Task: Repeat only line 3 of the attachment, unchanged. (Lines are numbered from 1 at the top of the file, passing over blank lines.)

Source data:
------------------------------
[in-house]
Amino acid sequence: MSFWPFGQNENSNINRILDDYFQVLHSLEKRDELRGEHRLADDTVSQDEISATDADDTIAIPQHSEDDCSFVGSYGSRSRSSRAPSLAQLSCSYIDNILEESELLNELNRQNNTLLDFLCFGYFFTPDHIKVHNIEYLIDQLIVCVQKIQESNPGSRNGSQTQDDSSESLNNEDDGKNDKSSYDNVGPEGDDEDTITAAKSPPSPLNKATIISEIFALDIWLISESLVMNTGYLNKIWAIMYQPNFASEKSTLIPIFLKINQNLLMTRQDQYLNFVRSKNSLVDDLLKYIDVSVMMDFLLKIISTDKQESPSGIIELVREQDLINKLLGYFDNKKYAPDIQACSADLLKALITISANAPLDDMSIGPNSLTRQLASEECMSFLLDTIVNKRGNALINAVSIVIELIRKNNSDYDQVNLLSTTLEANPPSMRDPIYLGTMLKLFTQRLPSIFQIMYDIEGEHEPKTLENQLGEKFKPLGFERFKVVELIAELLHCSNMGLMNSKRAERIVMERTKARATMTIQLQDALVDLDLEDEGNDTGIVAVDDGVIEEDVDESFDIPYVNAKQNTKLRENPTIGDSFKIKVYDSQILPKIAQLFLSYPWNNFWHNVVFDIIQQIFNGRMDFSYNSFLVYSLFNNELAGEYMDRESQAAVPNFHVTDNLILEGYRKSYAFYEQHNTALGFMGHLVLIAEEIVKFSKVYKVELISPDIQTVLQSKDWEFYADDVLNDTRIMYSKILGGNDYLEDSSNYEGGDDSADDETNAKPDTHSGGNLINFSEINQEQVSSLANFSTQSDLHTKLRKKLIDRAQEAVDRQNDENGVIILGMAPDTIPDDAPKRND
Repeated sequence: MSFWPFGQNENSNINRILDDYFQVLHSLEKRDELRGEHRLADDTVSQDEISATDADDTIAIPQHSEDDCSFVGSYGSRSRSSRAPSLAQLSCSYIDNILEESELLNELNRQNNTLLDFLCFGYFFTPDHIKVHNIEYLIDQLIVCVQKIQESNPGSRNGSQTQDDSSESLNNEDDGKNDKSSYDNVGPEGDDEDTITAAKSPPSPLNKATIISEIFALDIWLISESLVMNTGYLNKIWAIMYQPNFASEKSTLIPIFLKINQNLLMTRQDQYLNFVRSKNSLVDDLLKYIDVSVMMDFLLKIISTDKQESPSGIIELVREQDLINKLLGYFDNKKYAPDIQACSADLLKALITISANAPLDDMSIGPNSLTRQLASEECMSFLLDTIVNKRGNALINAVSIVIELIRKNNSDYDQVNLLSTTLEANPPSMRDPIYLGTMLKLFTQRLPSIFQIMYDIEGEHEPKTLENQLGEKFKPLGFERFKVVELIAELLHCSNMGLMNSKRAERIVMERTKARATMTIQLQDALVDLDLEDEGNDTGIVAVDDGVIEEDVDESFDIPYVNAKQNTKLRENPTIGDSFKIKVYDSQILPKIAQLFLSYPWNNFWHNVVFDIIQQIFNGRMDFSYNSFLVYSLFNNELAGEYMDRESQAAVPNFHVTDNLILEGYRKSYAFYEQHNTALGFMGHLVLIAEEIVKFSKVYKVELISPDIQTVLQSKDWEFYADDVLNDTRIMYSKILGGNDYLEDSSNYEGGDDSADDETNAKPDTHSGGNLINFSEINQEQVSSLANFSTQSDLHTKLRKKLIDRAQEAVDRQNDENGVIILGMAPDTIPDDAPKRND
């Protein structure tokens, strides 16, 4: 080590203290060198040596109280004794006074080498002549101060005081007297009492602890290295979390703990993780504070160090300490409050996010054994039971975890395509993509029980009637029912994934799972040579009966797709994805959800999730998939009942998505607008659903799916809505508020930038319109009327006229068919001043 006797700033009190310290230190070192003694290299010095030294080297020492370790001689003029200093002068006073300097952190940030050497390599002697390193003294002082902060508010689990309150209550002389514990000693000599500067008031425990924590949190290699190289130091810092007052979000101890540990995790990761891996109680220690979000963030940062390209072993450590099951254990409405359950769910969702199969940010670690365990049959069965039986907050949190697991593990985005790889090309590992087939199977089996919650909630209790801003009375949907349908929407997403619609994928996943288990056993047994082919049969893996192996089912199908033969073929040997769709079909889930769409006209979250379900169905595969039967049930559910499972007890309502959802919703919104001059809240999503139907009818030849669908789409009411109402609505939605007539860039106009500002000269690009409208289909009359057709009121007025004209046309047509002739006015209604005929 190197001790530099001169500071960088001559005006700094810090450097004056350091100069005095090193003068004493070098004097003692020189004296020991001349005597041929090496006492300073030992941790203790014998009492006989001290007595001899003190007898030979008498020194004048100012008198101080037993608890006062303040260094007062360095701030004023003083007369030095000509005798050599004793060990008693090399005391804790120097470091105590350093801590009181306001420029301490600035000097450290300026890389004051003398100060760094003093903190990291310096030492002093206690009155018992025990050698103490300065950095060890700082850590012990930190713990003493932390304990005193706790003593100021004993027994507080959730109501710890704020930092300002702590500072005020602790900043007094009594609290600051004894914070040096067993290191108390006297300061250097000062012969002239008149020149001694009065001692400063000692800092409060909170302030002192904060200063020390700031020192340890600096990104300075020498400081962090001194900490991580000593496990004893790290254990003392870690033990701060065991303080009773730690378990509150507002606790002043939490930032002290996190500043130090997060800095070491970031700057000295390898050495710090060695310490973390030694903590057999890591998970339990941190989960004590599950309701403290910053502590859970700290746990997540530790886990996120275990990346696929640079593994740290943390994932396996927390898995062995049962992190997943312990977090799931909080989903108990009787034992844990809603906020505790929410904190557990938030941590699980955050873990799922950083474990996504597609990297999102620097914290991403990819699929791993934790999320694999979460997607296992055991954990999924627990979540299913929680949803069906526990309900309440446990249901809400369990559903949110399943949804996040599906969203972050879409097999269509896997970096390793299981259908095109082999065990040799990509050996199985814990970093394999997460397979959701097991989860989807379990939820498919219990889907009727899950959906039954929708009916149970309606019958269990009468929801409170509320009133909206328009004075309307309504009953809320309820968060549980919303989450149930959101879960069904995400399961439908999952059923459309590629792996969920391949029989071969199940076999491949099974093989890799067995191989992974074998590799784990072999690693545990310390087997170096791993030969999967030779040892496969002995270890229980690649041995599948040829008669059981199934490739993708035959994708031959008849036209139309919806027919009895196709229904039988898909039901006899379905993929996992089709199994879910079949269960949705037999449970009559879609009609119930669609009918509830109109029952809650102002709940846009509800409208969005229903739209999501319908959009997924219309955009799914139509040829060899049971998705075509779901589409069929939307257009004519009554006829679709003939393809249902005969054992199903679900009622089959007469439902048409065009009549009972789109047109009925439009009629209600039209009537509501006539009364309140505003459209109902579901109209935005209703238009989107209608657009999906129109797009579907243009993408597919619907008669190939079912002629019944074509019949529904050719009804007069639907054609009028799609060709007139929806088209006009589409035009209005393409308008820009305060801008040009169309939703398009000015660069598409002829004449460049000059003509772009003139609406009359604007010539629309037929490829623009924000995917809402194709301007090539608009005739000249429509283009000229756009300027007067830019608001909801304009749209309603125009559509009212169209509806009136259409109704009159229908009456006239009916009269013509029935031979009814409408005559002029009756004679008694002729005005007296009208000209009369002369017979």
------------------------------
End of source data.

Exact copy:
Repeated sequence: MSFWPFGQNENSNINRILDDYFQVLHSLEKRDELRGEHRLADDTVSQDEISATDADDTIAIPQHSEDDCSFVGSYGSRSRSSRAPSLAQLSCSYIDNILEESELLNELNRQNNTLLDFLCFGYFFTPDHIKVHNIEYLIDQLIVCVQKIQESNPGSRNGSQTQDDSSESLNNEDDGKNDKSSYDNVGPEGDDEDTITAAKSPPSPLNKATIISEIFALDIWLISESLVMNTGYLNKIWAIMYQPNFASEKSTLIPIFLKINQNLLMTRQDQYLNFVRSKNSLVDDLLKYIDVSVMMDFLLKIISTDKQESPSGIIELVREQDLINKLLGYFDNKKYAPDIQACSADLLKALITISANAPLDDMSIGPNSLTRQLASEECMSFLLDTIVNKRGNALINAVSIVIELIRKNNSDYDQVNLLSTTLEANPPSMRDPIYLGTMLKLFTQRLPSIFQIMYDIEGEHEPKTLENQLGEKFKPLGFERFKVVELIAELLHCSNMGLMNSKRAERIVMERTKARATMTIQLQDALVDLDLEDEGNDTGIVAVDDGVIEEDVDESFDIPYVNAKQNTKLRENPTIGDSFKIKVYDSQILPKIAQLFLSYPWNNFWHNVVFDIIQQIFNGRMDFSYNSFLVYSLFNNELAGEYMDRESQAAVPNFHVTDNLILEGYRKSYAFYEQHNTALGFMGHLVLIAEEIVKFSKVYKVELISPDIQTVLQSKDWEFYADDVLNDTRIMYSKILGGNDYLEDSSNYEGGDDSADDETNAKPDTHSGGNLINFSEINQEQVSSLANFSTQSDLHTKLRKKLIDRAQEAVDRQNDENGVIILGMAPDTIPDDAPKRND